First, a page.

Attorney at Law. Practice, Civil, Costs.
An attorney at law, who as sole counsel has prosecuted an action at law to final judgment in behalf of his client, does not thereby become the owner of so much of the judgment as is taxable costs.
While, under R. L. c. 165, § 48, an attorney at law, who has prosecuted a suit to final judgment in favor of his client, has a lien on the judgment for the amount of his fees and disbursements, he has no rights in the judgment except those created by the statute, and therefore, subject to the lien, the entire judgment, including taxable costs, is the property of the client and not of the attorney.
KNOWLTON, C. J. This is an action to recover money collected by the defendant in satisfaction of an execution upon a judgment in favor of the plaintiff. The defendant was the plaintiff's attorney in the prosecution of the action in which the judgment was obtained. The question before us arises upon the defendant's exception to the refusal of the judge to instruct the jury as follows: "If the jury find as a fact that the defendant entered his appearance as an attorney at law in the case of George Dwyer v. The Boston Elevated Railway Company, and prosecuted said case, as sole counsel, to final judgment in favor of his client, the taxable costs accruing in said case are, as a matter of law, the property of the defendant, and the jury should find a verdict for the defendant, if plaintiff's claim is for said taxable costs." Other matters were litigated in regard to defenses set up in the answer, with which we have no concern.
The instruction requested is not founded upon the R. L. c. 165, § 48, which gives an attorney who has prosecuted a suit to final judgment a lien upon the judgment and execution for his fees and disbursements. It rests upon a different contention, namely, that the taxable costs are the property of the attorney. It does not even make a distinction between different kinds of taxable costs, such as those allowed for witness fees, or officers' fees, which often are paid by the party and not by the attorney, and those that are on account of the services of the attorney, like the attorney's fee allowed by the statute in the taxation of costs. It seems plain that, upon this record, it does not appear that the instruction could have been given.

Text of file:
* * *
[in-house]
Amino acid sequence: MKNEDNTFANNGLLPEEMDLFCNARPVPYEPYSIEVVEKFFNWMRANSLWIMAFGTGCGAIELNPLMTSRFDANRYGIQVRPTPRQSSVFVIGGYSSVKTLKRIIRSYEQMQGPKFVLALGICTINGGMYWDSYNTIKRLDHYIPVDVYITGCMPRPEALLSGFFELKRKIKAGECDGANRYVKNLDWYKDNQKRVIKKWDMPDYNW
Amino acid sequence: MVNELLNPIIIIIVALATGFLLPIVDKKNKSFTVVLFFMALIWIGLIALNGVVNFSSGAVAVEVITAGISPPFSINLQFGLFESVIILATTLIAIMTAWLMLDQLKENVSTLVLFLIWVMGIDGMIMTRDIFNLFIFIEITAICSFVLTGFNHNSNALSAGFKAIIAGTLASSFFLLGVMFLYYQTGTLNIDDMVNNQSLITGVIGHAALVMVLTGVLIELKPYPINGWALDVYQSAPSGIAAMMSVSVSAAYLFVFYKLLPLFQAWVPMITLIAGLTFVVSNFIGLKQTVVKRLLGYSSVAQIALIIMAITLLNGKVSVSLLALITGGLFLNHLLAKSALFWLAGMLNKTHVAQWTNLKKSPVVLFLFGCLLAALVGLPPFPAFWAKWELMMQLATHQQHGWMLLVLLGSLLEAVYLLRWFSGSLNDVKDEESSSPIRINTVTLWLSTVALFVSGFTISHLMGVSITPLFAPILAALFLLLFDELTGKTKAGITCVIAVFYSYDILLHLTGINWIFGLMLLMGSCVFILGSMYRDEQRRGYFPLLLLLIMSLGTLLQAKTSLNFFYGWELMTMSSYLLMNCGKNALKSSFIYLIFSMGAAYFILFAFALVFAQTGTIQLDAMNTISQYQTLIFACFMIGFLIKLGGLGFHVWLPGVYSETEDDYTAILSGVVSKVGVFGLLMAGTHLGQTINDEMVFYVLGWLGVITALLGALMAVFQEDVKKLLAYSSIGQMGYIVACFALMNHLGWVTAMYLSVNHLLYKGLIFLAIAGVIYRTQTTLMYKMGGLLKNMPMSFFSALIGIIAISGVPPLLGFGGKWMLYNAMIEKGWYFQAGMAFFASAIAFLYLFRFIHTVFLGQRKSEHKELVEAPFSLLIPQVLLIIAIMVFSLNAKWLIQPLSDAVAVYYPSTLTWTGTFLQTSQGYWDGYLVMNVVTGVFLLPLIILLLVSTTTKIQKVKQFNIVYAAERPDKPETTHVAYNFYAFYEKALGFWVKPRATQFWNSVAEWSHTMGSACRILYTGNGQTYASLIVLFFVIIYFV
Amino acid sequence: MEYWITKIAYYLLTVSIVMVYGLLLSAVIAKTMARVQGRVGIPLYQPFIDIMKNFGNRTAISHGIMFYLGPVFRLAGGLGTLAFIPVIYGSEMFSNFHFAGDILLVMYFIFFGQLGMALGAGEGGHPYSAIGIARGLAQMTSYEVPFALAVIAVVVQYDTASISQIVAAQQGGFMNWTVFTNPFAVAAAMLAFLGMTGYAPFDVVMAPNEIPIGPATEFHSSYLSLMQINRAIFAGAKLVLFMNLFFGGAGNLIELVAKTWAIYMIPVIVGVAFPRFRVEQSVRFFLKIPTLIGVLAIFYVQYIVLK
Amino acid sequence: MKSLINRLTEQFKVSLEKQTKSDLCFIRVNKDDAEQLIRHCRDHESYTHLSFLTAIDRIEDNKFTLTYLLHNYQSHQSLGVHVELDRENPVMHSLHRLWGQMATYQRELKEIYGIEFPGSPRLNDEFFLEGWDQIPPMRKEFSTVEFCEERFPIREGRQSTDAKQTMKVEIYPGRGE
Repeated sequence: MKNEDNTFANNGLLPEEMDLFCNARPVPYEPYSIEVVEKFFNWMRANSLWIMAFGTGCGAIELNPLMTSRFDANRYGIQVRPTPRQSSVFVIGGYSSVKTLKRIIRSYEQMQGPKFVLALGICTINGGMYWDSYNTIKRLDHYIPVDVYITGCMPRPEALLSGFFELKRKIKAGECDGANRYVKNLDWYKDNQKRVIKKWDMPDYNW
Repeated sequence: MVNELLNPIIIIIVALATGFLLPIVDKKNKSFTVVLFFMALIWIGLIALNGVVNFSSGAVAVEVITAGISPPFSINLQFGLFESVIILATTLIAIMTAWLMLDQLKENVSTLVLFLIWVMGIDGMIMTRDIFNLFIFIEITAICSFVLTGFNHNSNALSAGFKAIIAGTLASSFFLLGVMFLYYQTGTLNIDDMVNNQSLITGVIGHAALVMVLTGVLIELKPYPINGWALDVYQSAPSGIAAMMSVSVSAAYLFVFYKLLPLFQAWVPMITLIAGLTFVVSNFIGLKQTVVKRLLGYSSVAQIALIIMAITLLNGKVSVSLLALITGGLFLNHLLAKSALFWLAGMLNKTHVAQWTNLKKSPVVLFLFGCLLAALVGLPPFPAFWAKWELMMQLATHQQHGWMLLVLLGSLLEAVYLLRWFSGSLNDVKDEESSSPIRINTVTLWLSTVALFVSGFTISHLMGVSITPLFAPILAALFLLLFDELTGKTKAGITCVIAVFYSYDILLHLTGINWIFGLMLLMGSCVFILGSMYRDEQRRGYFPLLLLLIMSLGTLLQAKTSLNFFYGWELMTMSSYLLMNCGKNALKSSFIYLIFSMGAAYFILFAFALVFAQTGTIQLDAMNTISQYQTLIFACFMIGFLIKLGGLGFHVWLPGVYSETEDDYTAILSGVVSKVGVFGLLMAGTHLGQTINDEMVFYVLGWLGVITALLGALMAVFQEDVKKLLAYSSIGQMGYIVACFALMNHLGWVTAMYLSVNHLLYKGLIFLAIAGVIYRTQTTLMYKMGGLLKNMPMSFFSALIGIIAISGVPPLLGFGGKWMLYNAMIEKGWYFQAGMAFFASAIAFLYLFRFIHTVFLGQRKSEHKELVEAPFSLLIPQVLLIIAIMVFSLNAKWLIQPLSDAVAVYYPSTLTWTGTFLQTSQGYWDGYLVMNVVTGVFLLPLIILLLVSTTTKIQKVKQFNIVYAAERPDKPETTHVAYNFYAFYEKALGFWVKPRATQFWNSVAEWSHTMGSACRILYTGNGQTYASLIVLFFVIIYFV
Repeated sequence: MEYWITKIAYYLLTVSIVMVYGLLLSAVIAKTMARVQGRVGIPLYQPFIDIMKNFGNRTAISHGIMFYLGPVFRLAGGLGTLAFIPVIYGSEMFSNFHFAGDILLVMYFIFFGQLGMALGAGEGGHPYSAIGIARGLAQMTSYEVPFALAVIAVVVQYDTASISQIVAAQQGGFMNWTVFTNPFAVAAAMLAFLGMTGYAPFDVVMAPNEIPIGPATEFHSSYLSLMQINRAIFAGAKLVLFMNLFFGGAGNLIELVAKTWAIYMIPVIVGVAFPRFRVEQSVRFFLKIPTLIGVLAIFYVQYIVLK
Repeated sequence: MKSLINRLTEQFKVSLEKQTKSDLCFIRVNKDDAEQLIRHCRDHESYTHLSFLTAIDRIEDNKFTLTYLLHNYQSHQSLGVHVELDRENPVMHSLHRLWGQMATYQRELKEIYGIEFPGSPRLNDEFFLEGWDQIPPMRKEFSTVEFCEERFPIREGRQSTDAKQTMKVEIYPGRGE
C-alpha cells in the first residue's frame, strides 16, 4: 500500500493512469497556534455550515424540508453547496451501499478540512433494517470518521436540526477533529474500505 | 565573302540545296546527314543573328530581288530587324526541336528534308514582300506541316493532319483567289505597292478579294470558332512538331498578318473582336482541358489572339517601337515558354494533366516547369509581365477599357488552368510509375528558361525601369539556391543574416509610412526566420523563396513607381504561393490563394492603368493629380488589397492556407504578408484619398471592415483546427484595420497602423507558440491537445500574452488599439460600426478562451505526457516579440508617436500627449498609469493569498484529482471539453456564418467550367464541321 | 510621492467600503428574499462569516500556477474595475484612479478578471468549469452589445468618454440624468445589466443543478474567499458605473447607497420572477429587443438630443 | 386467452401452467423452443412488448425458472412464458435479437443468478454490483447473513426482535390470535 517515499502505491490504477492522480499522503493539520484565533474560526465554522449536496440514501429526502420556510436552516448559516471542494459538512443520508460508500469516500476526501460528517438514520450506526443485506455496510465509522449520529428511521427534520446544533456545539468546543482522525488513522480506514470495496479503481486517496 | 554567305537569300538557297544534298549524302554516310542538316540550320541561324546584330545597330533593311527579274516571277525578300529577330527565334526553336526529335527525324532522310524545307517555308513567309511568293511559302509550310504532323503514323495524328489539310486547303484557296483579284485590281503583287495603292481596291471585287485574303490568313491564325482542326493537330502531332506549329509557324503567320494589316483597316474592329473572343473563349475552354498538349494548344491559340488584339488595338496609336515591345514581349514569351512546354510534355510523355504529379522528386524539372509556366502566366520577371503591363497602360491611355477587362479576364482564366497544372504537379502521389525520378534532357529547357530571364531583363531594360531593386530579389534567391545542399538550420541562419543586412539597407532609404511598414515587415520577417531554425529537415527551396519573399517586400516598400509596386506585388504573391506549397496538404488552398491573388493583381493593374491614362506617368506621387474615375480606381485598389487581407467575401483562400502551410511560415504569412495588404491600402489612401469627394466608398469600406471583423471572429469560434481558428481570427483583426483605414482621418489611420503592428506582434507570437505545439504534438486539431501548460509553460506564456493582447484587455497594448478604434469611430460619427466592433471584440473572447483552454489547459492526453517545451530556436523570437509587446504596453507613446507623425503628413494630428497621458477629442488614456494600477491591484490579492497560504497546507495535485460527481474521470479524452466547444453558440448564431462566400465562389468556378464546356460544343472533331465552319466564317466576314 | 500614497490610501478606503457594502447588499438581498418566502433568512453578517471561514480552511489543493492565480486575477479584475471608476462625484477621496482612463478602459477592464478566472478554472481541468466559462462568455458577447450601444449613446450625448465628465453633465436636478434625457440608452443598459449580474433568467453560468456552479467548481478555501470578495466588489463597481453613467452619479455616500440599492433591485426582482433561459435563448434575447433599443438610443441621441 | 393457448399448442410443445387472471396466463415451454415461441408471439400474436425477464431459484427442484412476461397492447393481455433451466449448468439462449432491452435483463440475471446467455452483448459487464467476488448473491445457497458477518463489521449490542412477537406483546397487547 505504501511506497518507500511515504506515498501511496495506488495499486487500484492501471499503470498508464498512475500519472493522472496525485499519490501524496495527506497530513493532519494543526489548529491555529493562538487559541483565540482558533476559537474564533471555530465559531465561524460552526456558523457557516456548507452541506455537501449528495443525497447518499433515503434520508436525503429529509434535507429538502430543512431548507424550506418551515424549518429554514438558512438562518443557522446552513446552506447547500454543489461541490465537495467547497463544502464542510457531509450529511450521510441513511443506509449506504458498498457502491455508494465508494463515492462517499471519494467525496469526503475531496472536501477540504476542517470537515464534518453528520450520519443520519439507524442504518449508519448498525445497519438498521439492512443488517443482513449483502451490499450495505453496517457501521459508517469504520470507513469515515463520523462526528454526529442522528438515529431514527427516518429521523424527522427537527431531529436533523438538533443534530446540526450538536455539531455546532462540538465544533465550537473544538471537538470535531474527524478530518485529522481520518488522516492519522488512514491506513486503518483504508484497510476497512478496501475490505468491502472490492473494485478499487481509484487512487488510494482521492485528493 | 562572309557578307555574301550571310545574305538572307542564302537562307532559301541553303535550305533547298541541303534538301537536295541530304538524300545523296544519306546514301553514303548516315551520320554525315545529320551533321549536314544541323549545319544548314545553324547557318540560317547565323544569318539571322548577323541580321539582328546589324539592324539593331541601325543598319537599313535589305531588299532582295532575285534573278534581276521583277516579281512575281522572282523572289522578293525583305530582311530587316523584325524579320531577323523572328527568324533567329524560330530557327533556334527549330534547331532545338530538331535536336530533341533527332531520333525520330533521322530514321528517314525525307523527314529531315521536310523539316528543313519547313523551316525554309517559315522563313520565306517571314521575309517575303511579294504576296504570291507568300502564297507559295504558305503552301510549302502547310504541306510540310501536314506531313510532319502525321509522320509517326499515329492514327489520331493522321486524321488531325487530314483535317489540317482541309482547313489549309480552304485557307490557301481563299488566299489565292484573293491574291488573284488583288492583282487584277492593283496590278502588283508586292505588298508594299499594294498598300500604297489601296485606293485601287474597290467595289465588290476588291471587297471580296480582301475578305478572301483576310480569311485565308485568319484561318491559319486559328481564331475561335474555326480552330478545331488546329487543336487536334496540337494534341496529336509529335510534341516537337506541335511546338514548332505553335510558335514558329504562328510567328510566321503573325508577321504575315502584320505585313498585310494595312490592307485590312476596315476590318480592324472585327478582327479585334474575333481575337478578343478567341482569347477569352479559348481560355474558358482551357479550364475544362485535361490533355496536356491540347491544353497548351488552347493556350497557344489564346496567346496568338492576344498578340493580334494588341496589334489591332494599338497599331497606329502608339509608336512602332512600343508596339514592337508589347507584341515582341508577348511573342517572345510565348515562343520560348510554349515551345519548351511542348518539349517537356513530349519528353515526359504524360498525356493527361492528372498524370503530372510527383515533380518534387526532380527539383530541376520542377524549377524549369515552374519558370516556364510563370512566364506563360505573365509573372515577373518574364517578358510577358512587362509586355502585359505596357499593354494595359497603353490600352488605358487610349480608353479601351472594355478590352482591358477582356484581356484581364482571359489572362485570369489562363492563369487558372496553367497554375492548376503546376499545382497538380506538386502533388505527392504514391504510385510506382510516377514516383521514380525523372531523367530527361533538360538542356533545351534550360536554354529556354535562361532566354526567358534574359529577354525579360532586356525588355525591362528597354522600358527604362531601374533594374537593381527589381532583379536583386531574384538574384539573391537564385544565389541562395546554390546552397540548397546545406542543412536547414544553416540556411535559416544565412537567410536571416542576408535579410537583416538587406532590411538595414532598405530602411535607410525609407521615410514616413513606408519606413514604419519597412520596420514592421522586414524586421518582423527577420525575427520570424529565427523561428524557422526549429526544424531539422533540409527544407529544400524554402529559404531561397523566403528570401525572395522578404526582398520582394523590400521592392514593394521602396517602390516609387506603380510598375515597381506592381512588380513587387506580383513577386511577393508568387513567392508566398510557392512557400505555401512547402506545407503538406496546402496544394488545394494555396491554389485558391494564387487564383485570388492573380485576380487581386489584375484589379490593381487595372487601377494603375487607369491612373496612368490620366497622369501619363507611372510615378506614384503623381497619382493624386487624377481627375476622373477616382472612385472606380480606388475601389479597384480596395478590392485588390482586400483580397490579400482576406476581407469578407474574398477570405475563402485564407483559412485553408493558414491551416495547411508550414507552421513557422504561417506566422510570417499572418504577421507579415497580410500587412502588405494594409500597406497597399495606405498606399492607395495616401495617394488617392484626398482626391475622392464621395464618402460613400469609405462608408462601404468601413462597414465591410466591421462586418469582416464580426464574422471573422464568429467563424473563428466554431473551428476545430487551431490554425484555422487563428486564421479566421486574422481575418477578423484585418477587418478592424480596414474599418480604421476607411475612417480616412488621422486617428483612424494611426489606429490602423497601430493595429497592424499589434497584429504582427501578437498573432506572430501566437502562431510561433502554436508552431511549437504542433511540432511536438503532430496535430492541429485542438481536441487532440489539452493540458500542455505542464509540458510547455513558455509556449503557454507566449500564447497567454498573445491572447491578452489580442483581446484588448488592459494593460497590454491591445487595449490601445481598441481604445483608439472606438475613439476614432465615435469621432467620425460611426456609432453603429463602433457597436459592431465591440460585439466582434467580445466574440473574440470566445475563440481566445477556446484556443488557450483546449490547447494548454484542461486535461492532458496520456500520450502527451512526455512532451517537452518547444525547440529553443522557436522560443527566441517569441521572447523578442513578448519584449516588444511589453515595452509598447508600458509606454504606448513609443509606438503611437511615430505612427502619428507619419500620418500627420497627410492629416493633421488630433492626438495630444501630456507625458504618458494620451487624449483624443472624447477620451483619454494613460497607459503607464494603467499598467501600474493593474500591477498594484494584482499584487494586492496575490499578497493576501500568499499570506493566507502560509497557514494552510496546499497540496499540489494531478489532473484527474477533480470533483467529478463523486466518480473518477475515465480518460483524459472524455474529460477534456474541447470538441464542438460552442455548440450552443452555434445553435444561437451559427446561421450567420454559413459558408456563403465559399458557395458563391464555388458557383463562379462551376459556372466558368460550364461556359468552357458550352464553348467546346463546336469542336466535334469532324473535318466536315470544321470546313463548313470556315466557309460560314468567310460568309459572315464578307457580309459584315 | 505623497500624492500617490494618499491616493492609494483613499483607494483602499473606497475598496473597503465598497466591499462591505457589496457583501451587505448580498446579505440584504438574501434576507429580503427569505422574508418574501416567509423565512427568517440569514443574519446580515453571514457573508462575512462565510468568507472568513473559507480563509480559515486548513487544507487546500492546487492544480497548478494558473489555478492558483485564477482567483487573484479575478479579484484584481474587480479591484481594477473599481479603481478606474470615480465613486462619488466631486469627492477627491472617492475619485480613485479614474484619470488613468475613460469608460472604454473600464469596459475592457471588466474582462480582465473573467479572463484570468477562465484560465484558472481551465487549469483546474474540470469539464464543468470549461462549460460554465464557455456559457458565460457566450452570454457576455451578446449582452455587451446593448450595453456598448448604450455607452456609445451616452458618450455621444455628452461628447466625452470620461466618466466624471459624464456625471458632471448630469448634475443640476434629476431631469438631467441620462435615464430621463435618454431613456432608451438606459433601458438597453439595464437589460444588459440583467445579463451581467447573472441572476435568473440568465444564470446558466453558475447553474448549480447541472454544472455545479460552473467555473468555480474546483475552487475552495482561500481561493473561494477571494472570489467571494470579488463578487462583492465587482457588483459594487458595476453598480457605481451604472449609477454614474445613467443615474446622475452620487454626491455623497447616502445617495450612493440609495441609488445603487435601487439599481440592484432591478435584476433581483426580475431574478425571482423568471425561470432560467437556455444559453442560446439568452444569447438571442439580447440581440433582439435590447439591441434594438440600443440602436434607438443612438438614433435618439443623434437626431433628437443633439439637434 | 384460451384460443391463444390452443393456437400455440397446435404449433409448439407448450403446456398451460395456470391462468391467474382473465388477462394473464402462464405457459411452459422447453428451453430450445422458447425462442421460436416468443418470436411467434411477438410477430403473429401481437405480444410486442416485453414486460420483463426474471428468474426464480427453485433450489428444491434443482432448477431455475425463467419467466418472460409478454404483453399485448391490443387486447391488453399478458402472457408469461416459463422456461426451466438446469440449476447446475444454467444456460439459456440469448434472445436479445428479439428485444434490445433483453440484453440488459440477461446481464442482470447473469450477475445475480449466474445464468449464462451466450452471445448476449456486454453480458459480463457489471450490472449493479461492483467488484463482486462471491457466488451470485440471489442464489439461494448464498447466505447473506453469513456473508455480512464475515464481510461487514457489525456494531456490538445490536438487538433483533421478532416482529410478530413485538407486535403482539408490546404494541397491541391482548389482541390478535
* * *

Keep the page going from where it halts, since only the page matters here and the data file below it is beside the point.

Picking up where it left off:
The judgment for costs is a judgment in favor of the party, not of the attorney, and the money represented by the costs is the property of the party. The attorney is given a lien by the statute for his fees and disbursements, upon the entire judgment that part of it which is for damages, as well as that which is for costs. He has no rights in the judgment except the lien created by the statute. The creation and existence of this lien are inconsistent with his ownership of the judgment, or of any part of the judgment, upon which the lien is given.
In the R. L. c. 203, § 1, it is provided that in ordinary cases "the prevailing party shall recover his costs." The general subject is considered in Bruce v. Anderson, 176 Mass. 161 , 163.
F. F. Collier, for the plaintiff.
W. H. Thorpe, for the defendant, submitted a brief.